What has disappeared from the film version is the Combine (to be known a little while after the book came out as the Establishment). Forman could have exploited the Watergate hangover and retained the paranoid simplicities that helped make hits of Easy Rider and Joe, but instead he (with, it appears, the support of his producers, Saul Zaentz, of Fantasy Records, and Michael Douglas) has taken a less romantic, more suggestive approach. McMurphy’s sanity isn’t so clear-cut, and he doesn’t give his buddies the courage to go back out into the world; the ward isn’t emptied, as it is in the book. (Now only the Indian walks out.) Cut off from the concept of the Combine, the ward symbolizes the pressures and ambiguities of society as we know it, and the movie comes at a time when we’re all prepared to accept a loony bin as the right metaphor for the human condition. But this leaves a problem that isn’t completely solved: Big Nurse. Instead of the giant-breasted terror of the novel, Louise Fletcher’s Nurse Ratched resembles Shirley Temple Black. She’s the smiling, well-organized institutional type—the dean of women who was disappointed in you, the phone-company supervisor who tells you why she has to interrupt your service for nonpayment. Nurse Ratched’s soft, controlled voice and girlishly antiseptic manner always put you in the wrong; you can’t cut through the crap in her—it goes too deep. And she’s too smart for you; she’s got all the protocol in the world on her side. In Thieves Like Us, Louise Fletcher played Mattie, the strong, no-nonsense betrayer. Flere, thinner and almost baby-faced, she’s a middle-aged woman wearing her hair in a forties wartime style and still seeing herself as an ingenue. Louise Fletcher gives a masterly performance. Changes in her flesh tone tell us what Nurse Ratched feels. We can see the virginal expectancy—the purity—that has turned into puffy-eyed self-righteous­ness. She thinks she’s doing good for people, and she’s hurt—she feels abused—if her authority is questioned; her mouth gives way and the lower part of her face sags. She’s not the big white mother that she is in the book; that part of the symbolism has been stripped away. She’s the company woman incarnate; the only way to reach her is to go for her throat—though neither the novel nor the film perceives that women, too, would want to strangle her. Forman isn’t a manhood-and-size obsessive like Kesey, but the film’s plot structure derives from Kesey’s male-female symbolism, and when that is somewhat demythified, the plot goes a little out of kilter, into melodrama. Those who know the book will probably feel that Nurse Ratched is now more human, but those who haven’t read it may be appalled at her inhumanity. The melodramatics are flagrant in the episode involving Billy Bibbit (Brad Dourif), the stuttering, mother-fixated virgin of the ward. McMurphv fixes him up with his own hooker girl­friend Candy (Marya Small), and the next morning Billy is cured of his stutter—until Nurse Ratched tells him that she is going to inform his mother of what he’s done. Then the stutter comes back. Brad Dourif gives the role a fey spark, but without Kesey’s giddy pop view this crybaby-juvenile bit is a bummer—psychiatric dramaturgy circa Lon McCallister and, before him, Eric Linden.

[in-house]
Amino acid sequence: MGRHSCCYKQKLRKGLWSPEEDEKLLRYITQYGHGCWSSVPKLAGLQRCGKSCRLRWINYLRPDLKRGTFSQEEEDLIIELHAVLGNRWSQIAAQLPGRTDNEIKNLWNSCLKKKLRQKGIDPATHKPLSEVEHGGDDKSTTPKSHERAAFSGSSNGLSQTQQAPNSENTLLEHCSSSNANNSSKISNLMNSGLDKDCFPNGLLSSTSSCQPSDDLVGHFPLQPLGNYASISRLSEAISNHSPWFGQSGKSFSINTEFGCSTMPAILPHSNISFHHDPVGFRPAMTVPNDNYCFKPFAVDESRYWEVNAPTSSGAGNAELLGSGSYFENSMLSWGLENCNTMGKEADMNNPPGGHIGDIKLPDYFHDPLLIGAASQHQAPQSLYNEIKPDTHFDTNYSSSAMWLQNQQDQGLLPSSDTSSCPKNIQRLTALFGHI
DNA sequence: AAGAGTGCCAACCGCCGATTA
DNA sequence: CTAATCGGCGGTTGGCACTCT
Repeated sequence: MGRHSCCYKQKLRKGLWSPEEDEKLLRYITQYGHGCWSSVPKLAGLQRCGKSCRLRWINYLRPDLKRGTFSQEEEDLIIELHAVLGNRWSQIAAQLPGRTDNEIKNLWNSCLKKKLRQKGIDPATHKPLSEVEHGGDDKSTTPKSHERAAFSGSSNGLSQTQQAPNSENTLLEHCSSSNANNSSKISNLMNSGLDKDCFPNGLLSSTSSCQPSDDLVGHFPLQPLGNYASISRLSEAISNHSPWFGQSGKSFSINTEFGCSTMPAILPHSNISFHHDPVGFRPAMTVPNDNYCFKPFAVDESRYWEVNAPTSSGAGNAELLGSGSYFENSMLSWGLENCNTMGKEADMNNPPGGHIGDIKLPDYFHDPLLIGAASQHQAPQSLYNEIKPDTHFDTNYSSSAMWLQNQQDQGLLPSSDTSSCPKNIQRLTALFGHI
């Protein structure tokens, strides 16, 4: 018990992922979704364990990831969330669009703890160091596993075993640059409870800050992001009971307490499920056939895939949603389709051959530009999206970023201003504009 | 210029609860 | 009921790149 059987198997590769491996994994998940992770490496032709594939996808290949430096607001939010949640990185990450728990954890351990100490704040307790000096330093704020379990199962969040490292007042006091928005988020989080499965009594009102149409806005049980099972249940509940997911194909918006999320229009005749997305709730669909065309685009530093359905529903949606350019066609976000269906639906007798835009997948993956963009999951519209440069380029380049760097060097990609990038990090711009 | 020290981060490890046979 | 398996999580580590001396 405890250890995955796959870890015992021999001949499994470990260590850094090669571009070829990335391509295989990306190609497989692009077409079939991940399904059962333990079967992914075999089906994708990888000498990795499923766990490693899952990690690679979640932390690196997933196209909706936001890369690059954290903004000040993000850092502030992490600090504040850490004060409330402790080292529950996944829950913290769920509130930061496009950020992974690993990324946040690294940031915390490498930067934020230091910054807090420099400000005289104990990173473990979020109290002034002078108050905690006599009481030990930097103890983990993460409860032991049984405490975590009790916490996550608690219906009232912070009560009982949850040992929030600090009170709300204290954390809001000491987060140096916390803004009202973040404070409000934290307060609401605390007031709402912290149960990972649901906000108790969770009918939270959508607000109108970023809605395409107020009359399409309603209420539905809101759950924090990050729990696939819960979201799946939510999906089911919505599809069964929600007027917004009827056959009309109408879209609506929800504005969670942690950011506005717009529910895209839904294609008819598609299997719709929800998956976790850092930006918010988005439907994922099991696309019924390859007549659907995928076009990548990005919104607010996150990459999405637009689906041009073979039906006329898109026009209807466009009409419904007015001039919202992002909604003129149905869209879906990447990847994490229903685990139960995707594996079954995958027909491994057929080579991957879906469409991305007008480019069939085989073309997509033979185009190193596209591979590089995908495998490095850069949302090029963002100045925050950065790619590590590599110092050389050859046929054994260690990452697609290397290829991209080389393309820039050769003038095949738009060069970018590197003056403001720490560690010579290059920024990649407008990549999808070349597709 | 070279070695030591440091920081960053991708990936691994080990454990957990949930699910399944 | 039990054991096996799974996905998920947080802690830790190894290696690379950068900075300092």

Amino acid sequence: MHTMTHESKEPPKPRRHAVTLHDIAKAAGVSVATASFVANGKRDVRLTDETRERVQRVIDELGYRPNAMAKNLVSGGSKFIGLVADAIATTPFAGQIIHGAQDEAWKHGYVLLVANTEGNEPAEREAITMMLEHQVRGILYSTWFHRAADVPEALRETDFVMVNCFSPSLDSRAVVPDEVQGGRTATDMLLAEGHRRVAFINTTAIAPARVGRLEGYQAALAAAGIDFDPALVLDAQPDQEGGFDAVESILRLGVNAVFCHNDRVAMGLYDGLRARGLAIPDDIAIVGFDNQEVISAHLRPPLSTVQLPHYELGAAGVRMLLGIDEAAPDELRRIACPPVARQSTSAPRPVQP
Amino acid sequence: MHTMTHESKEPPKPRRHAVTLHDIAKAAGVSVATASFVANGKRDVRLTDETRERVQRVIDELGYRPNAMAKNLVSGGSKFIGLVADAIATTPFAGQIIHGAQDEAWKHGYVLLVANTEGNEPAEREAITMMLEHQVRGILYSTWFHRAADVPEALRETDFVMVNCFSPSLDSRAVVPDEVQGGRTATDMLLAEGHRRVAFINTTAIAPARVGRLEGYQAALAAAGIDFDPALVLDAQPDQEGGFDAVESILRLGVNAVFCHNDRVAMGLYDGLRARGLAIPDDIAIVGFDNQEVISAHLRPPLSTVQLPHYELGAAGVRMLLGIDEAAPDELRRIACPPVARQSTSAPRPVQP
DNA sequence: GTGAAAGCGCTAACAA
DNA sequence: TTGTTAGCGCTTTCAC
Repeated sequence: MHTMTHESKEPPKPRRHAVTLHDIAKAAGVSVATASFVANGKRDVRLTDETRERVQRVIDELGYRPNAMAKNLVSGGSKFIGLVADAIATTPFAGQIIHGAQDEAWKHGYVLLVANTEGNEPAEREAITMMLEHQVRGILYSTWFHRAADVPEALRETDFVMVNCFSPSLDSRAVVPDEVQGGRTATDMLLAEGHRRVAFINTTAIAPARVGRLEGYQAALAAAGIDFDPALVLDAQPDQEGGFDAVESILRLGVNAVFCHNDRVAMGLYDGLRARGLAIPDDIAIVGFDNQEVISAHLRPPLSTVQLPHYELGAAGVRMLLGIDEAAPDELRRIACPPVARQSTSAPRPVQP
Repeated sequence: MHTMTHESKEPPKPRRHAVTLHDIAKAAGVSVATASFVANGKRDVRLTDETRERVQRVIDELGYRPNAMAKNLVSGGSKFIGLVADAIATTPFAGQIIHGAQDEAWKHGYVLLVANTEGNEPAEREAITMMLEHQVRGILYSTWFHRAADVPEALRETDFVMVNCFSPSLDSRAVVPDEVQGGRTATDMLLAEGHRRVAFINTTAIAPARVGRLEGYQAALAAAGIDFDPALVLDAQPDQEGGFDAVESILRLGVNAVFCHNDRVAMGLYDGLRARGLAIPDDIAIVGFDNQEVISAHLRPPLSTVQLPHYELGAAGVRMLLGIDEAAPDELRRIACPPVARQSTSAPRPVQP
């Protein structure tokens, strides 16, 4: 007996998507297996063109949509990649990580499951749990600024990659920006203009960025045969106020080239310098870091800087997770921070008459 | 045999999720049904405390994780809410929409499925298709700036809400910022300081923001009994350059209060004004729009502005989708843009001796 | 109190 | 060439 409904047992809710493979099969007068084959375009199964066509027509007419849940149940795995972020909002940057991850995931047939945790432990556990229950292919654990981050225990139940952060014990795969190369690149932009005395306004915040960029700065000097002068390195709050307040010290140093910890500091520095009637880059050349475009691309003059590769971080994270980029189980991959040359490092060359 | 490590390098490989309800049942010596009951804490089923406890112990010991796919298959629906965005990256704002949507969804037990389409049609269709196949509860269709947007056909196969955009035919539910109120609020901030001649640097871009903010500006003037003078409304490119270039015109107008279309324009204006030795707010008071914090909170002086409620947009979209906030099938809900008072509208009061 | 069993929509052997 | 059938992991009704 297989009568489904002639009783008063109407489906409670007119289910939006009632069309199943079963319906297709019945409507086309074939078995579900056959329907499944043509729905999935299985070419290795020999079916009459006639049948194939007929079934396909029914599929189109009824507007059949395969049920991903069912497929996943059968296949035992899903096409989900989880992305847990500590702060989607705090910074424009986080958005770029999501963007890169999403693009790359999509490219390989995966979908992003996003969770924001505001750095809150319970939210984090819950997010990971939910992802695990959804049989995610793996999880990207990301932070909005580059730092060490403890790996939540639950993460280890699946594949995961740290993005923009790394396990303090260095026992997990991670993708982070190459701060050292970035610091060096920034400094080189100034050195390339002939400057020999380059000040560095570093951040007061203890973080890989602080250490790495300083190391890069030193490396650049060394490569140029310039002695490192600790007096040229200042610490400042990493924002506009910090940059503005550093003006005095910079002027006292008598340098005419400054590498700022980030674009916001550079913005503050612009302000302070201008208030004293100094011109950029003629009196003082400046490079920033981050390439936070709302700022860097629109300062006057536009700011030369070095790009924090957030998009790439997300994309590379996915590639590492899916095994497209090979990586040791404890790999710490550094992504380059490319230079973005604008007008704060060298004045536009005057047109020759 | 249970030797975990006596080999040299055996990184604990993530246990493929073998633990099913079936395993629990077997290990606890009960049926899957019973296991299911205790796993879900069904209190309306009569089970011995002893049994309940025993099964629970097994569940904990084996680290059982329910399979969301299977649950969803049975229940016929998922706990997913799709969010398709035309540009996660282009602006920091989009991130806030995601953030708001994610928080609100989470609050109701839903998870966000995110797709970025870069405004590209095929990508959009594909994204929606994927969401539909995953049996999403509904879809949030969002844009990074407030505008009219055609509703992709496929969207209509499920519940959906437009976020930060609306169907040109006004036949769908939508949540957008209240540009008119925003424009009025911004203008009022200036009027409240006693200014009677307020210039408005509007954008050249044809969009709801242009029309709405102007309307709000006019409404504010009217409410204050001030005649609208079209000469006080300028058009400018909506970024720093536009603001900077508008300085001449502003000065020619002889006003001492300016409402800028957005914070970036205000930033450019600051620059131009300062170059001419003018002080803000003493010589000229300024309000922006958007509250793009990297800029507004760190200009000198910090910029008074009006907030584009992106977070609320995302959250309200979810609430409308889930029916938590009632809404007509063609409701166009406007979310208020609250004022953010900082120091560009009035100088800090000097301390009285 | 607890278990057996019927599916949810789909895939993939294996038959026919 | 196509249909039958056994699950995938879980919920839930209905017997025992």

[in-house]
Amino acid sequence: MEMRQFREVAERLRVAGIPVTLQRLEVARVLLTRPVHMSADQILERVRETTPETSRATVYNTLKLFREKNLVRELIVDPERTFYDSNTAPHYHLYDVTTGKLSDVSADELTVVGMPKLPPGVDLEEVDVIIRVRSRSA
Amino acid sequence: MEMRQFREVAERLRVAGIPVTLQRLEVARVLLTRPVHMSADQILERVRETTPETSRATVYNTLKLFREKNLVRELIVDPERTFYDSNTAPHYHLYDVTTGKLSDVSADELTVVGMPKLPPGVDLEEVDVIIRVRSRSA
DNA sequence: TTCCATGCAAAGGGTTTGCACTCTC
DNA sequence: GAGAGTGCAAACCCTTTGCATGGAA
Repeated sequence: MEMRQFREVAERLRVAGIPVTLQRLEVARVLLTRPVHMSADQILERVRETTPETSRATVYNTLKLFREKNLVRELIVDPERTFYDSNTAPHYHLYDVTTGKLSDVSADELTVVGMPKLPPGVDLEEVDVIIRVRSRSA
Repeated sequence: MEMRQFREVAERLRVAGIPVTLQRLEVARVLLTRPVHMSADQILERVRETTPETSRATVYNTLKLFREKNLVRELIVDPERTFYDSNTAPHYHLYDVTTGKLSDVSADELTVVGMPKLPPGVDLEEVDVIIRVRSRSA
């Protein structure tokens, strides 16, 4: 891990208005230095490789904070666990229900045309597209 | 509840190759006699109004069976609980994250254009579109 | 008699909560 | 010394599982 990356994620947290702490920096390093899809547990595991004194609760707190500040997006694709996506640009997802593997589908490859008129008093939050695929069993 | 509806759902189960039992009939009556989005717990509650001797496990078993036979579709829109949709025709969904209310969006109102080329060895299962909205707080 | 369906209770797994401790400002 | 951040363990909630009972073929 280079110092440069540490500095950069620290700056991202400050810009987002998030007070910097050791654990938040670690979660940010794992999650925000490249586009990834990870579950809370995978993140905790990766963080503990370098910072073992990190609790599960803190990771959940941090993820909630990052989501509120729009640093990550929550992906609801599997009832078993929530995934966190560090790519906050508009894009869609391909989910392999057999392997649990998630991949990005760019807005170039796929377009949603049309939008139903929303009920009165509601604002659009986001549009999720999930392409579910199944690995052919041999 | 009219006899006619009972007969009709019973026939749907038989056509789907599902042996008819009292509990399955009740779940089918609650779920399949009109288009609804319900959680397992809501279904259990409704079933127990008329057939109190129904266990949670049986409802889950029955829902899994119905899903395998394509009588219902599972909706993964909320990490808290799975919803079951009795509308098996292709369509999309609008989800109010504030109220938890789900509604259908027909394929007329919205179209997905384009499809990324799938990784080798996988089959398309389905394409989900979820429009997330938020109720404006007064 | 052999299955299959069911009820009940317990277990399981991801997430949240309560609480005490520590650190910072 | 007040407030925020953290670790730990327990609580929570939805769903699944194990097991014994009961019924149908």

McMurphy has been successfully modified, however. As Jack Nichol­son plays him, he’s no longer the Laingian Paul Bunyan of the ward, but he’s still the charismatic misfit-guerrilla. Nicholson is an actor who knows how to play to an audience; he knows how to get us to share in a character. In The Last Detail, his sweet-sadistic alternating current kept us watching him, and we followed his lowlifer’s spoor through Chinatown. Nicholson is no flower-child nice guy; he’s got that half smile—the calculated insult that alerts audiences to how close to the surface his hostility is. He’s the people’s freak of the new stars. His specialty is divided characters— vulgarians, such as J. J. Gittes, with his Racing Form, his dumb jokes, and his flashy clothes, who are vulnerable. Nicholson shows the romanticism inside street shrewdness. As the frizzy-haired, half-bald clown, he provid­ed the few funny moments in The Fortune; when this lecher for larceny gave himself over to the hysterical joy of confession to the cops, Nicholson demonstrated that he could get his own high going and lift himself single-handed into slapstick, like a demented Laurel & Hardy in one. But that isn’t really what people go to see Jack Nicholson for. He stretched himself right out of the public’s range of interest in The Fortune; and in The Passenger Antonioni, who seemed to have no idea what kind of actor Nicholson was, wiped him out.